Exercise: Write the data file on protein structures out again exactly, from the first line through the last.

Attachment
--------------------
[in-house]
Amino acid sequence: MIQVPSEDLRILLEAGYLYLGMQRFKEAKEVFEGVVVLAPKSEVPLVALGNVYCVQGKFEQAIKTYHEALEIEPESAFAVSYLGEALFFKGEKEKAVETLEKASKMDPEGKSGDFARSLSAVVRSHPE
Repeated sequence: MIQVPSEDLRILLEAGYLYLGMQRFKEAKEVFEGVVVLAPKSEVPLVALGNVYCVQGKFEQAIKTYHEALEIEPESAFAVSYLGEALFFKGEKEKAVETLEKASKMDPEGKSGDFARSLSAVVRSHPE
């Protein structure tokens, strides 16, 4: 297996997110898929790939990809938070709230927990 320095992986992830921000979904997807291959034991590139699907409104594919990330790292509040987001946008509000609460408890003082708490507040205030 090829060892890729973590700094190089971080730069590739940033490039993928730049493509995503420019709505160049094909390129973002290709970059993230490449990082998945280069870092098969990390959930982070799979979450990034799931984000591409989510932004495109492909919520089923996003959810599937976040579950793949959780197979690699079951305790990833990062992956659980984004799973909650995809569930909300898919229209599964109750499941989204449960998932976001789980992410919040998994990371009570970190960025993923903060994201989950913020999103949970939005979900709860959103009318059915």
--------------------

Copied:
[in-house]
Amino acid sequence: MIQVPSEDLRILLEAGYLYLGMQRFKEAKEVFEGVVVLAPKSEVPLVALGNVYCVQGKFEQAIKTYHEALEIEPESAFAVSYLGEALFFKGEKEKAVETLEKASKMDPEGKSGDFARSLSAVVRSHPE
Repeated sequence: MIQVPSEDLRILLEAGYLYLGMQRFKEAKEVFEGVVVLAPKSEVPLVALGNVYCVQGKFEQAIKTYHEALEIEPESAFAVSYLGEALFFKGEKEKAVETLEKASKMDPEGKSGDFARSLSAVVRSHPE
């Protein structure tokens, strides 16, 4: 297996997110898929790939990809938070709230927990 320095992986992830921000979904997807291959034991590139699907409104594919990330790292509040987001946008509000609460408890003082708490507040205030 090829060892890729973590700094190089971080730069590739940033490039993928730049493509995503420019709505160049094909390129973002290709970059993230490449990082998945280069870092098969990390959930982070799979979450990034799931984000591409989510932004495109492909919520089923996003959810599937976040579950793949959780197979690699079951305790990833990062992956659980984004799973909650995809569930909300898919229209599964109750499941989204449960998932976001789980992410919040998994990371009570970190960025993923903060994201989950913020999103949970939005979900709860959103009318059915």